This proposal for the Harvard Biomedical Informatics and Data Science Research Training (BIRT) program recognizes that the field of biomedical informatics is an increasingly relevant, if not essential, field for medicine and research in the health sciences. The practice of clinical care and biomedical investigation each constitute complex enterprises that are dependent on the mastery of enormous data streams. There is a crucial need for trained individuals who are able to integrate, interpret, and act upon the large-scale, high-throughput, and complex data that are generated in the course of biomedical research and the practice of medicine. The primary aim of this proposal is to contribute to the cadre of highly trained independent and successful researchers in the field of biomedical informatics. This proposal builds on the strengths of our many years of National Library of Medicine (NLM) fellowship training. The current proposed program will be overseen and administered by the Department of Biomedical Informatics at Harvard Medical School (HMS) and will involve collaboration with faculty at HMS and its affiliated hospitals, including Beth Israel Deaconess Medical Center, Boston Children's Hospital, Brigham and Women's Hospital, Dana Farber Cancer Institute, and Massachusetts General Hospital. In addition, the program will work closely with other Harvard University Schools in the university-wide data science initiative, and, in particular, with its Data Science Education Working Group, of which the proposed PI is a member. We meet all requirements of the current NLM RFA, which focuses on those informatics areas that directly pertain to health-related application domains. The breadth and depth of our research laboratories, real-world clinical systems, research activities, academic programs, and experienced faculty provide an outstanding environment to mentor and instruct trainees in all four of the NLM-identified focus areas ? healthcare informatics, translational bioinformatics, clinical research informatics, and public health informatics. We request support for a total of fifteen trainees per year: ten at the postdoctoral level and five at the predoctoral level. In addition, we propose to train four short-term trainees each summer. BIRT trainees work with internationally recognized faculty on high-profile grants and research projects. The program has a formal, required academic component, which includes the Master's degree for all postdoctoral trainees, and the PhD degree for all predoctoral students. Trainees' overall progression throughout the training period is closely monitored. Trainees are regularly evaluated through their course work and through progress on their research projects.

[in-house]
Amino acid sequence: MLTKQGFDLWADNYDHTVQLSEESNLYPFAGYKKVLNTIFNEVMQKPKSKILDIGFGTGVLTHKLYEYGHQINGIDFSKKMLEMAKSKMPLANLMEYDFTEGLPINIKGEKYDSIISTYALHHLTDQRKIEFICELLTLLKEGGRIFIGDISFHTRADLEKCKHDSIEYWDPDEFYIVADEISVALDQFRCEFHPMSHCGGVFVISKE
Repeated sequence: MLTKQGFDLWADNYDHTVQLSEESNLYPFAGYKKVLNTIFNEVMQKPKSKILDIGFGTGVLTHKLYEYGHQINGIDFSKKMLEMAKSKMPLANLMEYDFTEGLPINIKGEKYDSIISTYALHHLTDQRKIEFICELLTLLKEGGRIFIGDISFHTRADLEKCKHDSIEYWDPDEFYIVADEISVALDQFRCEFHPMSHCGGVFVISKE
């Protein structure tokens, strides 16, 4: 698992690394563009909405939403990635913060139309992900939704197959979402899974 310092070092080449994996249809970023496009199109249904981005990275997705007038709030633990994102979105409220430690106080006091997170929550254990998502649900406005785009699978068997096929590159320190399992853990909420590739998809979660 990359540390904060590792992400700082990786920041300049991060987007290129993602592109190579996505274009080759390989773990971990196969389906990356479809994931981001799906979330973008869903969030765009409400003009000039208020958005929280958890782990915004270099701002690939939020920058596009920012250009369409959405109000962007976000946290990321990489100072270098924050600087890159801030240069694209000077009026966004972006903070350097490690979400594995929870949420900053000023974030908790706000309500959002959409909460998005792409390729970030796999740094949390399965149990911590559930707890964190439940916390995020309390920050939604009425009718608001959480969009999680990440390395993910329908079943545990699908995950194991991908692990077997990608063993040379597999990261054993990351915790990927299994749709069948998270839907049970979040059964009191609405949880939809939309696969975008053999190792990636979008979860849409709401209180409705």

The practice of clinical care and biomedical investigation each constitute complex enterprises that are increasingly dependent on the mastery of enormous data streams. There is a crucial, and largely unmet, need for trained individuals who are able to integrate, interpret, and act upon the large-scale, high-throughput, and complex data that are generated in the course of biomedical research and the practice of medicine. The primary aim of this proposal is to contribute to the cadre of highly trained independent and successful researchers in the field of biomedical informatics.
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